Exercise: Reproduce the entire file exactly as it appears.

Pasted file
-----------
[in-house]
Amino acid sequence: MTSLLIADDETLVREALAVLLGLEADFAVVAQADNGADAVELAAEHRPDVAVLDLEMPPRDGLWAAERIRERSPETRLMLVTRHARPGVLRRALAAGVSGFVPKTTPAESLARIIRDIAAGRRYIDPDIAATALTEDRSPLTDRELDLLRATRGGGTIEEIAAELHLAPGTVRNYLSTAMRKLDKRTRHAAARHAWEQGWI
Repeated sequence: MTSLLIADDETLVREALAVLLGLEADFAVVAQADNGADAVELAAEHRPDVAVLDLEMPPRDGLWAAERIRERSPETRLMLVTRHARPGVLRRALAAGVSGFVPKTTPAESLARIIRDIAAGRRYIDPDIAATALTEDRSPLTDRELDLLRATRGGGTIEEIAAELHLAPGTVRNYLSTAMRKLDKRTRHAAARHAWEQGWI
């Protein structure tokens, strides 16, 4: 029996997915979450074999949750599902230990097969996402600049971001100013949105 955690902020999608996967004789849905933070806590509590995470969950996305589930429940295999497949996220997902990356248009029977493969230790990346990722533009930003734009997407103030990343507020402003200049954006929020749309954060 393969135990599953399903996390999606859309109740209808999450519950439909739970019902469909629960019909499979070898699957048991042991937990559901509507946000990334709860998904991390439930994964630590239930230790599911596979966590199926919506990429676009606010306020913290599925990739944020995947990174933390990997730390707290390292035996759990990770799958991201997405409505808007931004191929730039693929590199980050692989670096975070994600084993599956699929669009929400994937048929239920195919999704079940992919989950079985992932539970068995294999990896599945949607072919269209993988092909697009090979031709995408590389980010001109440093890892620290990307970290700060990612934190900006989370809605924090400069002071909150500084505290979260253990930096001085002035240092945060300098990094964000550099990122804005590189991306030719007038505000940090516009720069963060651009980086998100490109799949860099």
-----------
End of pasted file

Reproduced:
[in-house]
Amino acid sequence: MTSLLIADDETLVREALAVLLGLEADFAVVAQADNGADAVELAAEHRPDVAVLDLEMPPRDGLWAAERIRERSPETRLMLVTRHARPGVLRRALAAGVSGFVPKTTPAESLARIIRDIAAGRRYIDPDIAATALTEDRSPLTDRELDLLRATRGGGTIEEIAAELHLAPGTVRNYLSTAMRKLDKRTRHAAARHAWEQGWI
Repeated sequence: MTSLLIADDETLVREALAVLLGLEADFAVVAQADNGADAVELAAEHRPDVAVLDLEMPPRDGLWAAERIRERSPETRLMLVTRHARPGVLRRALAAGVSGFVPKTTPAESLARIIRDIAAGRRYIDPDIAATALTEDRSPLTDRELDLLRATRGGGTIEEIAAELHLAPGTVRNYLSTAMRKLDKRTRHAAARHAWEQGWI
């Protein structure tokens, strides 16, 4: 029996997915979450074999949750599902230990097969996402600049971001100013949105 955690902020999608996967004789849905933070806590509590995470969950996305589930429940295999497949996220997902990356248009029977493969230790990346990722533009930003734009997407103030990343507020402003200049954006929020749309954060 393969135990599953399903996390999606859309109740209808999450519950439909739970019902469909629960019909499979070898699957048991042991937990559901509507946000990334709860998904991390439930994964630590239930230790599911596979966590199926919506990429676009606010306020913290599925990739944020995947990174933390990997730390707290390292035996759990990770799958991201997405409505808007931004191929730039693929590199980050692989670096975070994600084993599956699929669009929400994937048929239920195919999704079940992919989950079985992932539970068995294999990896599945949607072919269209993988092909697009090979031709995408590389980010001109440093890892620290990307970290700060990612934190900006989370809605924090400069002071909150500084505290979260253990930096001085002035240092945060300098990094964000550099990122804005590189991306030719007038505000940090516009720069963060651009980086998100490109799949860099």